Late 19th century parks planners did not have access to the real time data of today’s medical and municipal communities, but they were extremely aware of the presence and flow of diseases. Generally this was described in terms of the quality of the air - and its effects on the disposition or “humor” of the people exposed to it.  The quality of the place and its landscape was seen as the collective evidence of the actions and health of the inhabitants.

This psychological and social reading of the people of a place was the method by which chronic disease could be prevented or improved, through slow and calculated collective lifestyle change.  Historically, this process had involved inspiration much more than active construction; as local healers, preachers, artists, and priests shared powerful imagery, stories, songs, and visions to help people in terms of individual lives and collective actions.

"This psychological and social reading of the people of a place was the method by which chronic disease could be prevented or improved, through slow and calculated collective lifestyle change"

VULNERABILITY AND ECOLOGICAL HIERARCHY

 

At the antithesis of commodified monocultural fields of agricultural production are complex ecological hierarchies.  Monocultures by contrast, are extremely fragile - any fluctuation in the market necessitates removal and replanting of vast areas; if disease strikes, it can devastate nearly the entire population.  Ecological hierarchy, however, works according to complexity theory, and remains resilient and even thriving with disease or market changes.   Ecological complexity was extremely important in the aesthetics and practices of the Olmsted team, and they are likewise valuable today.

 

At the core of this practice is recognition of the realities of ecological hierarchy and increasing ecological complexity and resiliency through careful stewardship of place.  Rather than replacement or erasure (20th century models), the landscape medicine model is to steward existing long standing relationships that populations, particularly high risk groups have this place. 

 

Often these relationships are represented through cultural practice and care - traditional arts, intergenerational activities, respect for the dead.   Extended families, and the rituals of daily life and special occasions that extended families practice in place, are key.

 

At the crux of this system of ecological complexity are vulnerable individuals and groups.  Just as the infirm and the young are the central node around which families and inter-family groups come together around operate, vulnerable individuals and groups are the crux around which a complex and resilient society operates.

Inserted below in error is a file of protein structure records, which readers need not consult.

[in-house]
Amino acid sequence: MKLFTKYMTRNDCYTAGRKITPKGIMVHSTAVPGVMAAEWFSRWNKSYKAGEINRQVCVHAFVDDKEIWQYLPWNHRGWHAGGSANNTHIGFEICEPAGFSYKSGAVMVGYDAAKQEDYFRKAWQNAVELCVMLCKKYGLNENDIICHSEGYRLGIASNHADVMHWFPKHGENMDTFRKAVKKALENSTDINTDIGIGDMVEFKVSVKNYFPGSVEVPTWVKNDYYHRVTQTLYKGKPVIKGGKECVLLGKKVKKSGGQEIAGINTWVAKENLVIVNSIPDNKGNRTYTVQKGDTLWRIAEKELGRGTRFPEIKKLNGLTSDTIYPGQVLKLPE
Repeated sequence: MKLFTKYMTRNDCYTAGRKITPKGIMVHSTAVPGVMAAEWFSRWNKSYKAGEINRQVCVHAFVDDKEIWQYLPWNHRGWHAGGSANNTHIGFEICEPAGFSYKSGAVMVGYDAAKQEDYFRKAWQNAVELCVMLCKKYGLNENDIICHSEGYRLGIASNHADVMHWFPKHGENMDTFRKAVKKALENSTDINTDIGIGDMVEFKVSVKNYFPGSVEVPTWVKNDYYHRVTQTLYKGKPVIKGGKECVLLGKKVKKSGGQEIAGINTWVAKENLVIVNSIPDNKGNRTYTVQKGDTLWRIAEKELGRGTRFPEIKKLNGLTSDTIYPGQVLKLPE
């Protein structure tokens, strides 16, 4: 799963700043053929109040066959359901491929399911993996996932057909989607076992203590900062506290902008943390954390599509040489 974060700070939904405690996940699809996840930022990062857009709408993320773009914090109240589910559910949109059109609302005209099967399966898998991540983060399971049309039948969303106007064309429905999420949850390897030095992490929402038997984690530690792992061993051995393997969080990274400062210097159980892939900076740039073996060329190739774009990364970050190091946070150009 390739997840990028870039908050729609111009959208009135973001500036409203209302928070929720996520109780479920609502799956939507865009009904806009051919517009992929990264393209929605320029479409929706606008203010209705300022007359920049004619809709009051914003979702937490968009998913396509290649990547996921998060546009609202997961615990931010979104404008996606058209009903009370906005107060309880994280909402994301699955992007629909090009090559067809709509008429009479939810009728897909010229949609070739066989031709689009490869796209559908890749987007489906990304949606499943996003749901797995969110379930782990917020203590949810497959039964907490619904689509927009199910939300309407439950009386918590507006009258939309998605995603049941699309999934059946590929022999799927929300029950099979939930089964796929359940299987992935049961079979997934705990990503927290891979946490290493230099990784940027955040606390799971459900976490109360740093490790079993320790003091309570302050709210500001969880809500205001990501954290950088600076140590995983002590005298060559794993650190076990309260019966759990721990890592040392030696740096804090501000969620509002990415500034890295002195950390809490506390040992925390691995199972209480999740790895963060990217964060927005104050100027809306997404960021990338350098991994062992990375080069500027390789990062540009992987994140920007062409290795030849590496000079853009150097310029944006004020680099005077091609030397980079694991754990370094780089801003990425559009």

The ability by which society can care for the vulnerable is the measure of society.  The complex mixture of people, biological diversity, physical infrastructure, data, government, and corporations that make up society is no exception.  Our shared spaces are our testing grounds for resiliency.  If there is a portion of the population that is being excluded, hidden, or hurt, this is the responsibility of the whole.  If individuals or groups are being motivated by isolation or polarization to commit criminal or terrorist acts; this is the responsibility of the whole. Only by creating resiliency and inclusion can we begin to soften the hard edges that drive people to madness. 

 

In the context of today’s global polarization and climate change, we must foster care and stewardship of place that increases ecological complexity, diversity, and resiliency.   The tools have arisen with the times.  In no time in history have we been better at integrating vast amounts of knowledge on a local basis. At no time in history have there been such extant user created networks of dynamic feedback.  To foster care we must connect user created end to end systems with accountability in place. 

 

Little by little we can tend stewardship with intergenerational traditions and begin to tie together the nets of our complex ecological hierarchy - and with the resilience of nature - live on.  
 

The Nature of Gothic, John Ruskin, 1892, exhibiting biomimicry.

"vulnerable individuals and groups are the crux around which a complex and resilient society operates.

The ability by which society can care for the vulnerable is the measure of society."